Who Is…John Fullbright

John Morthland

By John Morthland

on 06.12.12 in Who Is...?s

File under: Literate but hardscrabble, southwestern singer-songwriter and multi-instrumentalist

From: Okemah, Oklahoma

Personae: John Fullbright

At the ripe old age of 23, John Fullbright sounds to many like the most promising new singer-songwriter on the block. He hails from Woody Guthrie’s hometown, and because Live at the Blue Door, his barely-distributed 2009 debut, was cut with just his guitar (or piano) and rack harp, he was initially perceived as a folkie in that tradition. But he’d done that album quickly and with little planning only so he’d have a sample of his work to take to that year’s Folk Alliance Conference. On his new From the Ground Up, which is being promoted as more or less his “real” debut, the majority of tracks feature a full band (though his live shows remain mostly solo). However you hear him, Fullbright’s grandchild-of-the-Dust-Bowl sensibility, with just enough of a chip on its shoulder to keep things tense as well as compelling, continues to shine through. He began as a student of country-based writers, from Townes Van Zandt on down, but his most recent work suggests he has since absorbed Randy Newman and others across the pop spectrum. His music has also come to assimilate folk, country, blues and pop without any of those antecedents being easy to pin down; combine that with his rich Okie twang, which delivers his lyrics in a voice that ranges from tremulous softness to alley-cat yowl, and you have that rarest of species, an artist who sounds like nobody except himself. He’s already built a strong reputation in his region of the country, and if it doesn’t grow now that he’s touring more widely, something is definitely wrong.

On beginning to write songs:

I’d write kinda secretly when I was 14, 15. Musically I had a very lonely childhood; nobody in my family was involved with music at all; even in high school I was starving for someone to play with. I lived outside town, so I was the first picked up in the morning and the last dropped off the school bus every afternoon. I spent a lot of time sitting by myself, staring out the window, thinking. Then when I was 17, I got a mix CD of Steve Earle…Townes Van Zandt…and it got me thinking very seriously about writing. But I came at it backwards — those guys have great vocals and ideas but struggle with the instrumental part of it. I was the opposite; I could play pretty well by then, but couldn’t sing and didn’t think I had many ideas. Townes was the man. All writing fell short of what he did. I suffered by myself trying to write the perfect song right off the bat. I was quite the snob, and every songwriter was inferior to Townes, including me.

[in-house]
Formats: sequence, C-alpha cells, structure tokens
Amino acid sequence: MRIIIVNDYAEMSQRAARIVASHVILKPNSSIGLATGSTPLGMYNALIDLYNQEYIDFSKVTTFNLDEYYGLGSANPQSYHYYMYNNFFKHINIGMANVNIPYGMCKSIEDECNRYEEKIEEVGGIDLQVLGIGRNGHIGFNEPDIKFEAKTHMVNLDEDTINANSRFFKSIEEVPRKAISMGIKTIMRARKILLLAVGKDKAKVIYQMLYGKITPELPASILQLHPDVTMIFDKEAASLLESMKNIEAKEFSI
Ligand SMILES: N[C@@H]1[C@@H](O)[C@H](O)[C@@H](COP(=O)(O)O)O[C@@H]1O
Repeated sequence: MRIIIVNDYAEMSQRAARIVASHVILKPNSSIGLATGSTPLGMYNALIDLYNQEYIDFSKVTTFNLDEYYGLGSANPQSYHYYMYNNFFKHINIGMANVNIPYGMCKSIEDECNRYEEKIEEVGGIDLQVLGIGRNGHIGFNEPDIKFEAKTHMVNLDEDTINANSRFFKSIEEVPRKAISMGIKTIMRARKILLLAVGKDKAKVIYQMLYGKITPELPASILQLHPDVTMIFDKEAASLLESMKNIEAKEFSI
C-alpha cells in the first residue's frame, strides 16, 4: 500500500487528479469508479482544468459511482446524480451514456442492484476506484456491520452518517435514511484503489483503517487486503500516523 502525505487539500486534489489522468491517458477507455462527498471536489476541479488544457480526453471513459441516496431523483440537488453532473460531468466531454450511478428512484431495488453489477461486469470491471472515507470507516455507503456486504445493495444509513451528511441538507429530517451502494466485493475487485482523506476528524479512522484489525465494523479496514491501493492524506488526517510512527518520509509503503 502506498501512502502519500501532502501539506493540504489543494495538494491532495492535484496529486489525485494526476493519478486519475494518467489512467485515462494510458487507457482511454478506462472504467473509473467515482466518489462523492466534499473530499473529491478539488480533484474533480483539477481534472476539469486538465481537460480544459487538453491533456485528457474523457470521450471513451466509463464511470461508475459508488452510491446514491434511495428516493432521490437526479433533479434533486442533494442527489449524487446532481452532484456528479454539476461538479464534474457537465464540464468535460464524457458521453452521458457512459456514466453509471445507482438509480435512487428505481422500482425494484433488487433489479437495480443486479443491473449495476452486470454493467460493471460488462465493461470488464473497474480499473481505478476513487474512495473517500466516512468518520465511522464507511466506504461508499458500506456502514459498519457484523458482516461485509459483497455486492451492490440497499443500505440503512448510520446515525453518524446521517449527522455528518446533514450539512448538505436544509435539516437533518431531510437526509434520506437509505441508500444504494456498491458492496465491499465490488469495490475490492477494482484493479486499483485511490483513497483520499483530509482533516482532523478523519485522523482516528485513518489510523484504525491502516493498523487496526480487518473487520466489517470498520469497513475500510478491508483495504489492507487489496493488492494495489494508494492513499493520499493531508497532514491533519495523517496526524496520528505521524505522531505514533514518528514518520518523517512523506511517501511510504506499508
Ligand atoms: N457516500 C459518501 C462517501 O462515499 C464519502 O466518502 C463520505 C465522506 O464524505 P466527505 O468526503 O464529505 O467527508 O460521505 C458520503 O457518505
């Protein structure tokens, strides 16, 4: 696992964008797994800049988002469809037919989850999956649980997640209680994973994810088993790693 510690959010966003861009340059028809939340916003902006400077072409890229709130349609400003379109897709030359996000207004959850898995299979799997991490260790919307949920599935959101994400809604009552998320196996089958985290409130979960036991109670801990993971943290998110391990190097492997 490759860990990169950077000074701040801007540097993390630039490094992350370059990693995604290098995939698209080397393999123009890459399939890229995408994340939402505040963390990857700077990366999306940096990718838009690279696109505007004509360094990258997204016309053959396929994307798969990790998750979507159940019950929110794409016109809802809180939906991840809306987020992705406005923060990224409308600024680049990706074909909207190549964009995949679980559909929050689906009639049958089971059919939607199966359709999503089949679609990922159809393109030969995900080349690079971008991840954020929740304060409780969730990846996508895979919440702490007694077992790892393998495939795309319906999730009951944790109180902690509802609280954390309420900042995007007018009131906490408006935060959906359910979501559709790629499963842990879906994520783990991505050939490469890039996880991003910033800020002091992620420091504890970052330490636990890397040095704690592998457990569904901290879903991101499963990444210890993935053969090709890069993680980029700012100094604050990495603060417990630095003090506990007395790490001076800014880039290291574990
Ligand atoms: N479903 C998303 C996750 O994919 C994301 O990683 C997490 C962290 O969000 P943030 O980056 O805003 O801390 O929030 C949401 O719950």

On writing now:

Lyrics are mostly me talking to me, but I want to write more attainable songs and not be vague. So much of it is hiding behind vagueness in order to be hip. I know what I’m talking about, but I want to write lyrics that make sense to everyone. I’ve told the truth the whole time, but the truth changes and I have to change with it. At 16, you’ve got everything figured out; it’s easy to write about being persecuted. But as you gain more life experience and see more complexities…

On adding a band:

I’d been avoiding it for a while, not because I didn’t want to, but because it just didn’t make sense at the time, especially financially. I’m not shy about what I want to hear from them; I’m very picky about what I want to hear. All I really care about is the energy: If you’re gonna do something, do the hell out of it.

On reading:

Jimmy Webb told me you have to read a lot to become a great writer, and I try to be a big reader. It’s hard nowadays, when you’ve got a laptop, a TV and a phone that plays movies. But I’ll still turn those off and just read, mostly poems and short stories. I like Bukowski about as much as anyone out there…Flannery O’Connor…Steinbeck.

On Woody Guthrie:

I knew his name early on ’cause it’s on the water tower. But nobody talked about him much in Okemah, so I never knew much about him; we never went to the WoodyFest they have every year, because the politics was so radically different. I’m still kinda trying to figure out my own politics. It’s easy to say he’s an entertainer but that’s far from all he was. I’m coming to learn he wasn’t just a communist, which is how they think of him in town; he had a real love for humanity. Really, I found out about him mostly through Dylan; that was the first thump on my head, my light bulb moment.